The gaming tribes have spent more than $120 million over the past five years to support their pet candidates and pet ballot initiatives, according to the state Fair Political Practices Commission.

"That's a staggering sum of money," commission chairwoman Karen Getman said last year, more than any other special interest in the state. "You have to remember," she added, "that every penny of it was intended to influence the outcome of an election, or some legislative proposal."

Indeed, almost every piece of Indian-related legislation that has come before lawmakers in Sacramento since passage of 1A would further subordinate the interests of the state's 36 million residents to the putative sovereignty of the state's tribes.

The most pernicious was a measure that would have required government agencies to notify tribes of any development projects proposed within five miles of a reservation. If a project threatened a supposed "sacred" site, a developer would have to seek mitigation acceptable to the tribe.

If "sacred" sites had become the law of the state, it would have given tribes effective veto power over land-use decisions in many California counties.

In fact, the measure's five-mile notice would have have applied to much of San Diego County, the nation's sixth most populous, which boasts some 18 Indian reservations.

The legislation did not pass this year, but the tribes hardly have given up on it. They'll grease as many palms in Sacramento as necessary to get the measure enacted next year.

That's why the tribes have spent so much on California's recall election, more than any otherspecial interest.

With more than $3 million in direct campaign contributions, they've bought and paid for Democrat lieutenant governor Cruz Bustamante, whom they hope to succeed Gray Davis, the incumbent Democrat governor.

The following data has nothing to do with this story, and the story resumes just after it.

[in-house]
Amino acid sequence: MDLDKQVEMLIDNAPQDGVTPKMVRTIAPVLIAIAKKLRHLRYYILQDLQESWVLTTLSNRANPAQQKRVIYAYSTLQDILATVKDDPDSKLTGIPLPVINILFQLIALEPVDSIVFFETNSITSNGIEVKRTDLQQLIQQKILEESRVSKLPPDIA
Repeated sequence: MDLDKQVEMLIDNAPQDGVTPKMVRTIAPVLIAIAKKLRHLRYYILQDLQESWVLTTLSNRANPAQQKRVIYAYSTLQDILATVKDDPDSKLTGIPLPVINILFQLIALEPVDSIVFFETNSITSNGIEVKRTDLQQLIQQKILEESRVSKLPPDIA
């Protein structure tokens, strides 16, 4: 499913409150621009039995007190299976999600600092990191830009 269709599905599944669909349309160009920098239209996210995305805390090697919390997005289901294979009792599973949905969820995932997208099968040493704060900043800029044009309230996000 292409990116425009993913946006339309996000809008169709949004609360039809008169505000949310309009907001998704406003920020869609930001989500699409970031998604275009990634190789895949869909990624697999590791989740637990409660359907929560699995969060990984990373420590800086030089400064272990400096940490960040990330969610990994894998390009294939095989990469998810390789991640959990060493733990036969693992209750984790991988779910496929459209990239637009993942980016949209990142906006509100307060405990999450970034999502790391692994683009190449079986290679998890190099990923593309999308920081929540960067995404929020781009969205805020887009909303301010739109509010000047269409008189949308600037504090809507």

Meanwhile, to undermine the candidacy of Republican Arnold Schwarzenegger, whom refuses to purchased by the tribes, the Morongo Band of Mission Indians is bankrolling television commercials for Republican Tom McClintock.

The tribes figure that by pumping up McClintock, who has little chance of actually being elected, they can split the Republican vote, ensuring Bustamante victory.

And McClintock, who portrays himself as a conservative man of principle, is only too happy to go along with with Morongo tribe's cynical political maneuver; to blithely accept their special interest largesse.

California's gaming tribes have made fools of those of us who supported Proposition 1A. Who never envisioned that the measure's passage would lead to a proliferation of casinos throughout the state. Who never imagined that the tribes gambling riches would corrupt the state's political process.

A hard lesson has been learned: No well-intentioned vote goes unpunished.

Copyright 2003 Union-Tribune Publishing Co.

Rob's reply